Port Watch – Slogging Through a Trade Coma

Tom Marian, Buffalo Marine Service, Inc.

Some may consider it an urban legend, while others insist that tryptophan – the amino acid found aplenty in turkey – induces lethargy and drowsiness after the Thanksgiving feast. Whatever the scientific reality when it comes to eating turkey, a table loaded with carbohydrates will most likely make you sluggish as the belly fills. So it was in November; after a white hot trade month in October, not a single Texas port saw a monthly percentage gain. In fact, the month was the polar opposite of the one before it.


How sluggish were things in the vessel-arrival department? Only February saw a poorer performance as the overall ship count was off by nearly 8% for the month and 3.4% for the year. The Port of Brownsville’s monthly arrival count plummeted by 32%; however, the steep descent was attributable to the fact that the port was coming off its best month of the year. Brownsville remains 8% above last year’s arrival totals. At the opposite end of the coast, the port of Sabine posted a near 10% fall for the month. Depressingly, Sabine has not seen a positive month-to-month arrival percentage since May. Needless to say, after six consecutive months of decline, it is unlikely this port will shake off the malaise of 2016 since it is currently 6% behind 2015’s arrival tally.

Heading west, the port of Galveston was the “least ugly” monthly performer with a 1.3% wane. Unfortunately, it continues to retain the ugliest arrival year-to-date figures as it weighs in 14% below 2015’s performance. Corpus Christi is also experiencing a double-digit percentage decline in the realm of vessel arrivals which currently stands at over 12%. Fortunately, November was not too harsh on the port since its monthly arrival count was only off by 2%. A few nautical miles to the north, with five straight triple-digit vessel arrival numbers under its belt, Texas City is not faring too badly compared to last year. It currently stands a mere 1.5% behind the previous year’s arrival totals. Nonetheless, the glimmer of hope that Texas City would end up in the black for the year became more remote after its most recent 5.6% monthly drop. To the southwest, despite 9.5% fewer vessel arrivals at the nearby port of Freeport, the port is clinging to a modest 3% uptick on a year-to-date basis.

Can Houston stick a positive landing with its 2016 arrival numbers given that it trails 2015 by a mere ½ of one percent? It certainly will do so with respect to the flow of containers which remain up 2% on a year-to-date basis despite a monthly downward creep of 3%. Granted, that was far better than Houston’s overall arrival picture which slogged through a 8% monthly dip. Overall, every vessel category - save one - was down for the month.

From best to worst, bulk carrier arrivals ticked up 1.4% for the month but remain more than 5% off last year’s pace. This should not come as any surprise given that Port Houston’s imports are down 10% for the year. On the opposite end of the spectrum for the month, car carrier arrivals hit a low for the year which resulted in a 30% plunge; however, 2016’s numbers are currently identical to 2015’s. General cargo’s monthly figures were down abruptly 21% and remain well behind 2015’s activity to the tune of 17%. Chemical tankers logged an uncharacteristic double-digit monthly dip – 14%. This vessel type will most likely finish below 2015’s arrival data since it is currently off last year’s mark by 5%. No matter, one should find solace in the fact that a number of chemical terminals are coming on line that can accommodate very large vessels. This was underscored this month when the world’s largest class of ethane carrier (i.e., VLEC) sailed from a Houston terminal laden with ethane.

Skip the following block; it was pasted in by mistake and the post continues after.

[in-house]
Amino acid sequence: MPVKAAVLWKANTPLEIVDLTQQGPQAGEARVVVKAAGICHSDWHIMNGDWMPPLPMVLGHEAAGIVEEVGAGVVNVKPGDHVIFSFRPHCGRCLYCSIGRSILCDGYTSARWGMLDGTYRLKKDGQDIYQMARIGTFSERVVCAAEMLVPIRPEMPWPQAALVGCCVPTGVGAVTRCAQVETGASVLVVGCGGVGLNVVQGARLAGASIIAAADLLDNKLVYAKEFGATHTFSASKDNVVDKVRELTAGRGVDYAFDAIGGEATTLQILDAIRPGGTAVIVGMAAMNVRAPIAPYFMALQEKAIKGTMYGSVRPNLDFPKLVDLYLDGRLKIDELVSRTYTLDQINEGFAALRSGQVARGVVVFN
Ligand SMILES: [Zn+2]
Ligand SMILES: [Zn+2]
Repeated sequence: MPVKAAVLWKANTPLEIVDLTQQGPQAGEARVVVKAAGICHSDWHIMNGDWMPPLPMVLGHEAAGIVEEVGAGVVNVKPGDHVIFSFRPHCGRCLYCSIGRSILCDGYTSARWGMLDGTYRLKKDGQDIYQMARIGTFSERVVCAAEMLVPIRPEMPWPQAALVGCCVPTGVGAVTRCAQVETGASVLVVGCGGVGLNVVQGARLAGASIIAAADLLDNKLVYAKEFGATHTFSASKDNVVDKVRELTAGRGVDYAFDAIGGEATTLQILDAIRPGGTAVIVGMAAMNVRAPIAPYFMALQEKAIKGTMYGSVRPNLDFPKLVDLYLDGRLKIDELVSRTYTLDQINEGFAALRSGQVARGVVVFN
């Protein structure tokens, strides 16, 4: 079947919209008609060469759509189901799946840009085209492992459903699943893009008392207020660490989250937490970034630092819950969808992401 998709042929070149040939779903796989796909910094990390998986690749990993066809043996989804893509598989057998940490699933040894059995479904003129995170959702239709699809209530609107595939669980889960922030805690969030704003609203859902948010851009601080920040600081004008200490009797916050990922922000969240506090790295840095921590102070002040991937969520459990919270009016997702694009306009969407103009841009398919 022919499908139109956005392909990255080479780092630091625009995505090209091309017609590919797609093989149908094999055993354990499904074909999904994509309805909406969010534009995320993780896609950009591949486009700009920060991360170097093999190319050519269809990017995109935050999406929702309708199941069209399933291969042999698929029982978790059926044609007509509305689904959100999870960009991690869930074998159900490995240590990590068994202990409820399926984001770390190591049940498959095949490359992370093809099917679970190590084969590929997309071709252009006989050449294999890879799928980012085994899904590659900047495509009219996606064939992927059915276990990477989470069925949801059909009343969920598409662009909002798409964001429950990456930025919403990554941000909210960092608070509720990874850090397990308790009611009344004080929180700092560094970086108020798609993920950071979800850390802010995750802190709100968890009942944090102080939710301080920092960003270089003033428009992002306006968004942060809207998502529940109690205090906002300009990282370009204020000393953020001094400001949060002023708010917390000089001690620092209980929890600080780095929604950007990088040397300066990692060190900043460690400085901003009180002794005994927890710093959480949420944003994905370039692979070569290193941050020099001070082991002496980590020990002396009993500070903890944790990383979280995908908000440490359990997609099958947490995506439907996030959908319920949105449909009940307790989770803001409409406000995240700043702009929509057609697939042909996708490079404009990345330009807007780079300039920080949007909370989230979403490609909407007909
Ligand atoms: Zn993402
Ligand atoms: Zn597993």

LPG remains a bright spot in the regional trade picture as reflected by 7% more of these vessels calling upon Houston compared to last year. Nonetheless, there were 4% fewer arrivals over the course of the last month. Tanker activity also remains ahead of last year’s pace by nearly 6% in the wake of a 3.4% monthly decline. On the ocean-going tow front, 2016 portends to be a banner year with 17% more arrivals in 2016 even when one factors in the most recent 10% monthly drop. Closer to shore, the inland tow movements were just shy above break-even over the last month. While it will be quite close, the brownwater activity may chalk up a positive year vis-à-vis 2015 based on where the numbers currently stand - 0.7% to the good.


If all of that parsing of numbers did not put you to sleep, the mighty fall from October’s zenith to November’s nadir most likely did. It is never pleasant to come off of a trade high so abruptly. Yet, December’s numbers should shake off some of November’s duldrums. At least that is how things looked before the record warm weather generated a week’s worth of fog. In light of the misty murk that enshrouded the coast, we may not emerge from our somnolence until 2017.

  • Date January 13, 2017
  • Tags January 2017